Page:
September 2018
Volume 18, Issue 10
Open Access
Vision Sciences Society Annual Meeting Abstract  |   September 2018
Doing physics by eye and by hand: Mouse tracking reveals reflexive visual processing of physical scenes
Author Affiliations
  • Patrick Little
    Department of Psychological and Brain Sciences, Johns Hopkins University
  • Chaz Firestone
    Department of Psychological and Brain Sciences, Johns Hopkins University
Journal of Vision September 2018, Vol.18, 147. doi:10.1167/18.10.147
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      Patrick Little, Chaz Firestone; Doing physics by eye and by hand: Mouse tracking reveals reflexive visual processing of physical scenes. Journal of Vision 2018;18(10):147. doi: 10.1167/18.10.147.

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      © ARVO (1962-2015); The Authors (2016-present)

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Abstract

We can readily appreciate whether a tower of blocks will topple or a stack of dishes will collapse. How? Recent work suggests that such physical properties of scenes are extracted rapidly and efficiently as part of automatic visual processing (Firestone & Scholl, VSS2016, VSS2017). However, physical reasoning can also operate in ways that seemingly differ from visual processing. For example, subjects who are explicitly told that some blocks within a tower are heavier than others can rapidly update their judgments of that tower's stability (Battaglia et al., 2013); by contrast, automatic visual processing is typically resistant to such explicit higher-level influence (Firestone & Scholl, 2016). Here, we resolve this apparent conflict by revealing how distinct flexible and inflexible processes support physical understanding. We showed subjects towers with differently-colored blocks, where one color indicated a 10x-increase in mass. Subjects successfully incorporated this information into their judgments of stability, accurately identifying which towers would stand or fall by moving their cursors to corresponding buttons. However, analyses of these cursor trajectories revealed that some towers were processed differently than others. Specifically, towers that were "stable" but that would have been unstable had the blocks been equally heavy (i.e. towers with unstable geometries) yielded meandering cursor trajectories that drifted toward the incorrect stability judgment ("fall") before eventually arriving at the correct judgment ("stand"). By contrast, towers that were "stable" both in terms of their differentially-heavy blocks and in terms of their superficial geometries produced considerably less drift. In other words, even when subjects accurately understood how a tower would behave given new information about mass, their behaviors revealed an influence of more basic visual (geometric) cues to stability. We suggest that physical scene understanding may not be a single process, but rather one with separable stages: a fast, reflexive, genuinely "perceptual" stage, and a slower, flexible "cognitive" stage.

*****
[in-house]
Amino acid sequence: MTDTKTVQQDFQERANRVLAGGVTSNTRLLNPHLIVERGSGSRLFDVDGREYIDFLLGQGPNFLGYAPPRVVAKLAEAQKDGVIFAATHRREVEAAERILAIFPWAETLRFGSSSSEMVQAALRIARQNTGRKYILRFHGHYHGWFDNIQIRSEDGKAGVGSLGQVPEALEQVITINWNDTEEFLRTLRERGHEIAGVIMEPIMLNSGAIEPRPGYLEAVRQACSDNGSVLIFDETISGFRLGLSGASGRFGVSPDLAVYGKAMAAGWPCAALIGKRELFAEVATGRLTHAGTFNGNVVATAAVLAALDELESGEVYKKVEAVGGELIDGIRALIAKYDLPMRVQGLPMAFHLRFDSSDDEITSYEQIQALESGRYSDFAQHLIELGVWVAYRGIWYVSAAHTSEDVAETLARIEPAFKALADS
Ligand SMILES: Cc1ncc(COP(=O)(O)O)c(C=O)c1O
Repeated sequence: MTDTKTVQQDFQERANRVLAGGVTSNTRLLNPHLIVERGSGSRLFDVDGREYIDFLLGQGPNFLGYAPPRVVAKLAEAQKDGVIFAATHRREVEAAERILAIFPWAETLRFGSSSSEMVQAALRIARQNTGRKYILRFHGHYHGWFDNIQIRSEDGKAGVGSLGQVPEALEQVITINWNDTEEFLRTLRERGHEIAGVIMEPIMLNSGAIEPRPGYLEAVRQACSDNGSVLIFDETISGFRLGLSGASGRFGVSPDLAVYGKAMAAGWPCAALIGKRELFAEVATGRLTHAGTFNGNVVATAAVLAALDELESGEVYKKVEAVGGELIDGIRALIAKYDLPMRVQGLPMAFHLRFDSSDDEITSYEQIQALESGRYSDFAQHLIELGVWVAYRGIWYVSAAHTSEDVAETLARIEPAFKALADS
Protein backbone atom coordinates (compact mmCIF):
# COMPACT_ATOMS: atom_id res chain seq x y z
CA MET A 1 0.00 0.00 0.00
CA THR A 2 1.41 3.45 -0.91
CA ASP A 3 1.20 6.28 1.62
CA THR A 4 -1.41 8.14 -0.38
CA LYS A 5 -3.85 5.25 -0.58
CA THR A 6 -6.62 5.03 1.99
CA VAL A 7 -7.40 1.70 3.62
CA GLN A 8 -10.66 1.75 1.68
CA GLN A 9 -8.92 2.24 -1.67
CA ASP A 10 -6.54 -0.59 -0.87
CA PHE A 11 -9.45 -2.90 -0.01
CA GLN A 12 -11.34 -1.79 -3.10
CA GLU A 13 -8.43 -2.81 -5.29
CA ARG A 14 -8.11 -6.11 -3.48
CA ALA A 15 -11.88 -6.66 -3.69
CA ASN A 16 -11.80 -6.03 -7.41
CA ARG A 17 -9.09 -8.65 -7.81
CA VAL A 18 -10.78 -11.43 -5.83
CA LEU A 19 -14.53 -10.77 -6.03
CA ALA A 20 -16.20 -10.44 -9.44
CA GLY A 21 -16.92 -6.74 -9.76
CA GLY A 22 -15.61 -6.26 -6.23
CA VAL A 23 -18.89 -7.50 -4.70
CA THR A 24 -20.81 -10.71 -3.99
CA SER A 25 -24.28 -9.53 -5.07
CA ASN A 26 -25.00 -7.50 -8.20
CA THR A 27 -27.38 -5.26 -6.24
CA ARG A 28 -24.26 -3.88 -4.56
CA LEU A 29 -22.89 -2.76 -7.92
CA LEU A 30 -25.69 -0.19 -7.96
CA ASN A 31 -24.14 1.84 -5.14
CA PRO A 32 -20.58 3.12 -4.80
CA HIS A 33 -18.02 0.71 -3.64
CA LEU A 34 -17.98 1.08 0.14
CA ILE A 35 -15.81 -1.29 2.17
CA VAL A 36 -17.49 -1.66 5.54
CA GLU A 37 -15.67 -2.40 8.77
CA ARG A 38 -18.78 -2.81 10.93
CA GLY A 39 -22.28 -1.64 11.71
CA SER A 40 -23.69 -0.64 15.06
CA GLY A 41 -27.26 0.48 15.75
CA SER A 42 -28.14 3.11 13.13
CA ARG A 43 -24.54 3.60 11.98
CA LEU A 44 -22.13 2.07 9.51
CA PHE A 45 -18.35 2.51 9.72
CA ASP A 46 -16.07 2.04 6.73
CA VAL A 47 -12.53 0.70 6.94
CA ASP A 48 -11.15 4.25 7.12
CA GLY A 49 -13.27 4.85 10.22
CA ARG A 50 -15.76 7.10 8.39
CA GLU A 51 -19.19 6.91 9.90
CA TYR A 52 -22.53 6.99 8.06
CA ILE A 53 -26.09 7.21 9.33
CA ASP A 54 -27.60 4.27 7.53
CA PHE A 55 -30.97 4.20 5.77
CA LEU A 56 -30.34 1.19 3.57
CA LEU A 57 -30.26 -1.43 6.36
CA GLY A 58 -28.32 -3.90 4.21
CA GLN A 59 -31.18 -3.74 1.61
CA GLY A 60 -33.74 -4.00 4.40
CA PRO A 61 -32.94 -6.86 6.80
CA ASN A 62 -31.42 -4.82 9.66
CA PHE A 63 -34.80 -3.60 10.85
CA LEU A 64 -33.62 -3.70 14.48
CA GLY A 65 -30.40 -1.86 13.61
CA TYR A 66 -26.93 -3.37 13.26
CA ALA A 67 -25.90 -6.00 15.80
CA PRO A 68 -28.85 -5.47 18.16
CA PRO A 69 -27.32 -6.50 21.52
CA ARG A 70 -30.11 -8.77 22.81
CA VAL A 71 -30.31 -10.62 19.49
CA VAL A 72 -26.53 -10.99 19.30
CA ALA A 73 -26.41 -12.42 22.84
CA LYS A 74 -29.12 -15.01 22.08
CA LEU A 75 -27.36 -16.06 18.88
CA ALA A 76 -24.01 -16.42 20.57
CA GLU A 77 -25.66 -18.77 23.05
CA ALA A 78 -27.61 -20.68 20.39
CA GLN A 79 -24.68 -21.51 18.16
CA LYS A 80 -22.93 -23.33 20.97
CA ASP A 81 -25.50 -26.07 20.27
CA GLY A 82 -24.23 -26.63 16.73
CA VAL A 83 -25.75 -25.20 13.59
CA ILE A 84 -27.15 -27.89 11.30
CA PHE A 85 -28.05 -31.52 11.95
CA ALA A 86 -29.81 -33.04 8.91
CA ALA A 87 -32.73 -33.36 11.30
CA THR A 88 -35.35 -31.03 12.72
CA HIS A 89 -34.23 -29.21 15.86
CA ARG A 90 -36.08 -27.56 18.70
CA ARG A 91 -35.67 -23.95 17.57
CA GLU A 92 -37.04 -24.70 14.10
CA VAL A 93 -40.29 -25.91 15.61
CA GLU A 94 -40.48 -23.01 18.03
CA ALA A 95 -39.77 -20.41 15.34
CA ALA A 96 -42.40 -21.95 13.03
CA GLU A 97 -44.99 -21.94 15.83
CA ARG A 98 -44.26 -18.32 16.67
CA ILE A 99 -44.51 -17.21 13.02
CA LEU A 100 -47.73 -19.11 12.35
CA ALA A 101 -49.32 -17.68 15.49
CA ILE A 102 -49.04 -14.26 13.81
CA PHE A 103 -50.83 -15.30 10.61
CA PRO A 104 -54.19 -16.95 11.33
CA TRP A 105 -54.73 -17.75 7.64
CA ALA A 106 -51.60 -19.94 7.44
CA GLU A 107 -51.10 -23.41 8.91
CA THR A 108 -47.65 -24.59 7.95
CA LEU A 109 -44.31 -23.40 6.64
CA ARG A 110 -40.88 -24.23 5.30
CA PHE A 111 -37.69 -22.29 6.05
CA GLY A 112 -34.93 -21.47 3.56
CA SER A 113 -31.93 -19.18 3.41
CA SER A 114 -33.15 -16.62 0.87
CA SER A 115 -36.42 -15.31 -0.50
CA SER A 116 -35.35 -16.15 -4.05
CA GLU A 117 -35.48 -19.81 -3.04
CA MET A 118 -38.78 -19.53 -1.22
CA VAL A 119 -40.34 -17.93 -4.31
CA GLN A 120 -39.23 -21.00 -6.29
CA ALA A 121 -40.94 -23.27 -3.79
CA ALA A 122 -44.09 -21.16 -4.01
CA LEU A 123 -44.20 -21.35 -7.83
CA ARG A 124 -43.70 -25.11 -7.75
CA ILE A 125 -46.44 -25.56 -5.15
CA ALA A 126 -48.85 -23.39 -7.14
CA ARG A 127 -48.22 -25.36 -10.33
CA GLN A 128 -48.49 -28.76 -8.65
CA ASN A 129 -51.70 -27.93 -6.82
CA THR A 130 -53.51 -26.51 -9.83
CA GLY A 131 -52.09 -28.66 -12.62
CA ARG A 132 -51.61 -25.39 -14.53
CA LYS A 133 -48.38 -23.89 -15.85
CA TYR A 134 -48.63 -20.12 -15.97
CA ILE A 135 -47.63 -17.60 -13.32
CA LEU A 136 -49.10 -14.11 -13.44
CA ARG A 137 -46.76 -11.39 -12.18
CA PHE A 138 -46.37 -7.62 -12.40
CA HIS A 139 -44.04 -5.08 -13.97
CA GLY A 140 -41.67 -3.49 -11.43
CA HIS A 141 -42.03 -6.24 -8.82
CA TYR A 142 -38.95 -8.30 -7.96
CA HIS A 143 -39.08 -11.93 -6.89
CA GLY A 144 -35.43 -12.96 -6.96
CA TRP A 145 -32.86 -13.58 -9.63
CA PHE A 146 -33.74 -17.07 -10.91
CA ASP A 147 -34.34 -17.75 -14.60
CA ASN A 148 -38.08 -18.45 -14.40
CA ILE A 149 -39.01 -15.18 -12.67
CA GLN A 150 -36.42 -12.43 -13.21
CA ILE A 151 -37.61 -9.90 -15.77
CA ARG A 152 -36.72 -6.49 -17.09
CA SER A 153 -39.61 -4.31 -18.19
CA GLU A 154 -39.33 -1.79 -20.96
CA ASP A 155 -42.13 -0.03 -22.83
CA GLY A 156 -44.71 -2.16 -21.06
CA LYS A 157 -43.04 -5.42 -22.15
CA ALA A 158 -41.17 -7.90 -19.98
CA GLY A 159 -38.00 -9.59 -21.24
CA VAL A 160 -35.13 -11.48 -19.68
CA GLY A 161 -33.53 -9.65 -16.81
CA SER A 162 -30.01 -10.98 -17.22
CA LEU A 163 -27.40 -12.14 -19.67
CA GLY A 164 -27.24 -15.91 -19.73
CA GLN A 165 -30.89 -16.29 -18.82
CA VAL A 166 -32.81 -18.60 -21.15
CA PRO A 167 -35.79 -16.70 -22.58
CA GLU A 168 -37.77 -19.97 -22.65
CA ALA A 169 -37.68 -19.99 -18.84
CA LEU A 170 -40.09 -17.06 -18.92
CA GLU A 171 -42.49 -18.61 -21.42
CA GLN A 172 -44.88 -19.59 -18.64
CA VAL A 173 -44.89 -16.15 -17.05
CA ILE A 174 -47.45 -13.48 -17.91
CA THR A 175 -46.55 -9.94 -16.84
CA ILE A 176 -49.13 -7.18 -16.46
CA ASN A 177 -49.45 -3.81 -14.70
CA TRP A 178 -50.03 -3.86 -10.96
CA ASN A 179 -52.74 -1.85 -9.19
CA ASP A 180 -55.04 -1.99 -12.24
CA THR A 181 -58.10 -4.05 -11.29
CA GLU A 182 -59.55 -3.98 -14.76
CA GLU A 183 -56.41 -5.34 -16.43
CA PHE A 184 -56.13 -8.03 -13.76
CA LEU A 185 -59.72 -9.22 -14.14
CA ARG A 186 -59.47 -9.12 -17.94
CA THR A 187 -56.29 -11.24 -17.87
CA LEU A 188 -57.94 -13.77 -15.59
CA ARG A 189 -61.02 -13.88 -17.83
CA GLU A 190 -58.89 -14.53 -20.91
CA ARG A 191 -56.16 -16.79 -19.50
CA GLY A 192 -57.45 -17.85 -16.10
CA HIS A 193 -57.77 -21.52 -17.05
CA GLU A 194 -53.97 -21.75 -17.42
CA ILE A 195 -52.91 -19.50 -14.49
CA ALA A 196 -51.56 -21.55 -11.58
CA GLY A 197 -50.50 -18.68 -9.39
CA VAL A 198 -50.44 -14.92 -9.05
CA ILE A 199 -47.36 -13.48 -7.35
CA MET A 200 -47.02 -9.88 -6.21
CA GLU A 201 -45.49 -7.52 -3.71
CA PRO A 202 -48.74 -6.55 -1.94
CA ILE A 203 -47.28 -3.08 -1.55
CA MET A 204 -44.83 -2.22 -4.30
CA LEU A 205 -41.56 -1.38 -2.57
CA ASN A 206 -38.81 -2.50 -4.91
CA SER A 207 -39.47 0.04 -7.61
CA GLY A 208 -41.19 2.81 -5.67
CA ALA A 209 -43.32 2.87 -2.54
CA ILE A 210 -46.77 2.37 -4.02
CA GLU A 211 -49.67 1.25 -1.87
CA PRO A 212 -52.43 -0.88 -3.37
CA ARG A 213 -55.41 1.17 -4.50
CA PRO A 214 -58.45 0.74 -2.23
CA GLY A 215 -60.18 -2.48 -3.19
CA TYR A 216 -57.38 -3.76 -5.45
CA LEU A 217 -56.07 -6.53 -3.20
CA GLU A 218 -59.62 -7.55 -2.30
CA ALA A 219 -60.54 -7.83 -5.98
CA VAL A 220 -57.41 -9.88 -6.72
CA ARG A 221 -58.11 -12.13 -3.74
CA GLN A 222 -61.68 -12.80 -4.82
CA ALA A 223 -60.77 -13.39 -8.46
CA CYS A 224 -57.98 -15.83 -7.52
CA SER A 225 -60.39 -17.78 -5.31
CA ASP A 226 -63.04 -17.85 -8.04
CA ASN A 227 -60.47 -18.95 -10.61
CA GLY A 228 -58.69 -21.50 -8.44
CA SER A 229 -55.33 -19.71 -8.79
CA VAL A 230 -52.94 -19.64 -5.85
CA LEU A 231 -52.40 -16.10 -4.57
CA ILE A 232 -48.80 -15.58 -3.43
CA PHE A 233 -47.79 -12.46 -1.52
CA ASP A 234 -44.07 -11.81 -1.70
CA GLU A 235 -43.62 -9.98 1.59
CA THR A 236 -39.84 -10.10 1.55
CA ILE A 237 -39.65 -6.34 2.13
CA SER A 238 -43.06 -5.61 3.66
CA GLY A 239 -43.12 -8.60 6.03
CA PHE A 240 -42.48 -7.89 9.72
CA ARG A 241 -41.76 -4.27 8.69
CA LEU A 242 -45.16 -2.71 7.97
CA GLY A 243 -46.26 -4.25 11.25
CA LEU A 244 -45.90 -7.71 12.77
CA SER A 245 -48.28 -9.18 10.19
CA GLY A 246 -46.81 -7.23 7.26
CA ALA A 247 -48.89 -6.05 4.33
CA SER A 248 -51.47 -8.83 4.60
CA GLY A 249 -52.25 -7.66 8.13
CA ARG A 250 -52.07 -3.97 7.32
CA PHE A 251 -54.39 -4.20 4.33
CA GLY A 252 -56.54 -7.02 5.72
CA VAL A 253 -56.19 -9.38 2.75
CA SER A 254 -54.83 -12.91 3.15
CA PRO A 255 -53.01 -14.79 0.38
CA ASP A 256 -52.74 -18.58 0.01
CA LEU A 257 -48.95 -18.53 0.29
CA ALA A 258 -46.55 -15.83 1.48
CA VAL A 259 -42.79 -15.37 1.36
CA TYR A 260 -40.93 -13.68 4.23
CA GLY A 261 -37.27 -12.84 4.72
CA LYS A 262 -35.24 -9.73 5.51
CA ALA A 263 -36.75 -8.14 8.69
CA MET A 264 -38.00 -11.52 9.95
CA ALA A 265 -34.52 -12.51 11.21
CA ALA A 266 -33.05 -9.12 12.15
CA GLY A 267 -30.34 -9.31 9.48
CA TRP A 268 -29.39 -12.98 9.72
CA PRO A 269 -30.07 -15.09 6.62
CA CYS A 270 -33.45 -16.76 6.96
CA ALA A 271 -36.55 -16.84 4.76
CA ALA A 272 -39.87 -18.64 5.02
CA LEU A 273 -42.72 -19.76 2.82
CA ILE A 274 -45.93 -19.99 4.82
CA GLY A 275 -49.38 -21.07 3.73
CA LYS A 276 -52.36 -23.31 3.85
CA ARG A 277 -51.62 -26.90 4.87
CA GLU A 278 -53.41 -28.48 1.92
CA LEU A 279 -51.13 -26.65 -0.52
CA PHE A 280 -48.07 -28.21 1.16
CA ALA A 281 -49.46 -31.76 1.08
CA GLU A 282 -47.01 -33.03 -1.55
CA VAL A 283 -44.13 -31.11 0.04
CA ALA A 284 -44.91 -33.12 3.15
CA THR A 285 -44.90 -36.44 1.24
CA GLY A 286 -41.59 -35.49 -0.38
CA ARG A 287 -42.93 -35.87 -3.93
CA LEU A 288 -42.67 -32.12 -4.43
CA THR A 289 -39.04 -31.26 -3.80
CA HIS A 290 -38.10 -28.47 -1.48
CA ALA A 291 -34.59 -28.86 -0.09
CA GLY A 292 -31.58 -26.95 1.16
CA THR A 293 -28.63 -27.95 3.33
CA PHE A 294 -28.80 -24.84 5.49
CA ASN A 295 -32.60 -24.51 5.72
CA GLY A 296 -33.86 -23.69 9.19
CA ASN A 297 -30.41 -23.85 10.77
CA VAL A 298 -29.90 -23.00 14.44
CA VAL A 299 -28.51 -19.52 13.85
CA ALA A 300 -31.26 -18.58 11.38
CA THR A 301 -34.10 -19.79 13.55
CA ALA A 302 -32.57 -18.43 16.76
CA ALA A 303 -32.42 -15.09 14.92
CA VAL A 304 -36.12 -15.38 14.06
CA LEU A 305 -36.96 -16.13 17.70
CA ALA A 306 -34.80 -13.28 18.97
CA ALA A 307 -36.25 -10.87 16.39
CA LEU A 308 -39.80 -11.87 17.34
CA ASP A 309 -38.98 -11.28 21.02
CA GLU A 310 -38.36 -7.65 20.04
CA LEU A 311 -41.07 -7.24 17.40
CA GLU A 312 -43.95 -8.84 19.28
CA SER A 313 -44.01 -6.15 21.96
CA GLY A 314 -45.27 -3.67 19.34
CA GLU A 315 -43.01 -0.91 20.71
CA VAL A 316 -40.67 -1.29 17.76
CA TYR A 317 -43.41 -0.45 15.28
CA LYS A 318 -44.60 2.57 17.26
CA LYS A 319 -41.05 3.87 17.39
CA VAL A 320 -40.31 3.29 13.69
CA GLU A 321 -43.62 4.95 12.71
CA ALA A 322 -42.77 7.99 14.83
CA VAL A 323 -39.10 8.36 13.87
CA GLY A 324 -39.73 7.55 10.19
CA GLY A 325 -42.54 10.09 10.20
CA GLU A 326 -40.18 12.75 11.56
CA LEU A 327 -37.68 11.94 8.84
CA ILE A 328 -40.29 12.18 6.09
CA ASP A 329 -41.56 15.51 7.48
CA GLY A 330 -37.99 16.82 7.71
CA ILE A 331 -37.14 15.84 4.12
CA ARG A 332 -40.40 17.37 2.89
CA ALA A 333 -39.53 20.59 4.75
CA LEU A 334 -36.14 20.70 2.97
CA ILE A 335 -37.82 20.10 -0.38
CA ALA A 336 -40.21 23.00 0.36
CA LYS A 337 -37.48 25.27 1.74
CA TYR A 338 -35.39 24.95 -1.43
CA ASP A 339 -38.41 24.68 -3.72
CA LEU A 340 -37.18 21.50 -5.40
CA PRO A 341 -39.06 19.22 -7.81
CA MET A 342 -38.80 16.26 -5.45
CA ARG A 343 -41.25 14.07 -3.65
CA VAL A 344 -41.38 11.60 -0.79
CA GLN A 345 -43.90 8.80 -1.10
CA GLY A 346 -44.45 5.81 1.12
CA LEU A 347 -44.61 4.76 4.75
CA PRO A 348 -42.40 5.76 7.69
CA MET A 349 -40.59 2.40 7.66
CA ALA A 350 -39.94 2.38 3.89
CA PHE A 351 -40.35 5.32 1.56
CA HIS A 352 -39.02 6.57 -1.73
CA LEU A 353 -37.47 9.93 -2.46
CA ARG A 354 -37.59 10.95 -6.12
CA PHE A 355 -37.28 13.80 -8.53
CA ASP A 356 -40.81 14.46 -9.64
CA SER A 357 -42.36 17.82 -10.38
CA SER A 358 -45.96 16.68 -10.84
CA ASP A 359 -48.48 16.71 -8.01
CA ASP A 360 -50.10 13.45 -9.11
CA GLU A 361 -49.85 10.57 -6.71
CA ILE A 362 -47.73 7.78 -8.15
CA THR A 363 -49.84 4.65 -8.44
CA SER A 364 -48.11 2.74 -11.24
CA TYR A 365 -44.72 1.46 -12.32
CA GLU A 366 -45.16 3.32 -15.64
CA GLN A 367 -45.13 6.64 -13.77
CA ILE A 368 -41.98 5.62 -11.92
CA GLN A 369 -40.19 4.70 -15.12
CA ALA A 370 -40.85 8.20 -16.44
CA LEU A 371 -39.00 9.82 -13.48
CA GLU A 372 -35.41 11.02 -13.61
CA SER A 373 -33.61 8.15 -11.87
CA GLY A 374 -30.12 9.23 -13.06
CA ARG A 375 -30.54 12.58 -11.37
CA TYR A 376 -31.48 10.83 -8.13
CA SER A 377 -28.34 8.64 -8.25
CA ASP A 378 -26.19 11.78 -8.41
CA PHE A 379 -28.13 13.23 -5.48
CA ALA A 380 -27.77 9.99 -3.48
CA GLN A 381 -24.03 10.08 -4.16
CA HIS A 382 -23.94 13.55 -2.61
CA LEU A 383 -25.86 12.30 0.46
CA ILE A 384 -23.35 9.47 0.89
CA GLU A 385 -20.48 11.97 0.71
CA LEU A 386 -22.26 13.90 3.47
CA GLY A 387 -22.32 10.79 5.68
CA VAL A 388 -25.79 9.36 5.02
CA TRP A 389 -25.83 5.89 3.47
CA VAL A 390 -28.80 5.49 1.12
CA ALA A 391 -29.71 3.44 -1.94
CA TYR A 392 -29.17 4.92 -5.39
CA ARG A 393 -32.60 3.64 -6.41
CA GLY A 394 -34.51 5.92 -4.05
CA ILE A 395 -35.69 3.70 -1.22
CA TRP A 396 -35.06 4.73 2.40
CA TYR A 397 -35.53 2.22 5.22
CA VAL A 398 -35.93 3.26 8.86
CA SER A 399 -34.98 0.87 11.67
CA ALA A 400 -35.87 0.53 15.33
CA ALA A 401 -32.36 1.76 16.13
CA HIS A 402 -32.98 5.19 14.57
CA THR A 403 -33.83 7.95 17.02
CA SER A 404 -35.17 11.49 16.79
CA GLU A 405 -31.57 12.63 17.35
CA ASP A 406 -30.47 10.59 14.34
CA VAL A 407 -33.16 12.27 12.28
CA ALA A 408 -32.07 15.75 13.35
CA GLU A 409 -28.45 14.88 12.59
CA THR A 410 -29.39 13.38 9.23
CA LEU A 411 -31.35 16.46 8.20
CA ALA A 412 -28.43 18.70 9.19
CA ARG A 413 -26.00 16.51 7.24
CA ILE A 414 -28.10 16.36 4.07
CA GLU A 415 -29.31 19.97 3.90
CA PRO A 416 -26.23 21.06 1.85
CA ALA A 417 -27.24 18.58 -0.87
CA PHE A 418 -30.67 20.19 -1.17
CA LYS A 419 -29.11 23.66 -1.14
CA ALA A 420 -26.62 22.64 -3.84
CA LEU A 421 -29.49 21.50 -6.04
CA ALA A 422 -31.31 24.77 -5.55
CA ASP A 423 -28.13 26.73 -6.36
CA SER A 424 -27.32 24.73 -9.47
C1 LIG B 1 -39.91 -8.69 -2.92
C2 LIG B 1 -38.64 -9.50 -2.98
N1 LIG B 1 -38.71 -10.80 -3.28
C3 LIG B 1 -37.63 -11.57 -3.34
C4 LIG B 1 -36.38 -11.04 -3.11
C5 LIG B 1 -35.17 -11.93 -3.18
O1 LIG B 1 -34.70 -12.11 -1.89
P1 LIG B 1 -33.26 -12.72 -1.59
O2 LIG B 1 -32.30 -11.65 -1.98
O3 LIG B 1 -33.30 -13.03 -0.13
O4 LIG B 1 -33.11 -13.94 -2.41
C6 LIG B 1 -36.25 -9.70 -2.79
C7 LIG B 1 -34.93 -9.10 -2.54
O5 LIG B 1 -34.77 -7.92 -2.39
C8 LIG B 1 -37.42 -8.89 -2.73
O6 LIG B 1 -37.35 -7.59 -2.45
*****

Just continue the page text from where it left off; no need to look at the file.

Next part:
Meeting abstract presented at VSS 2018

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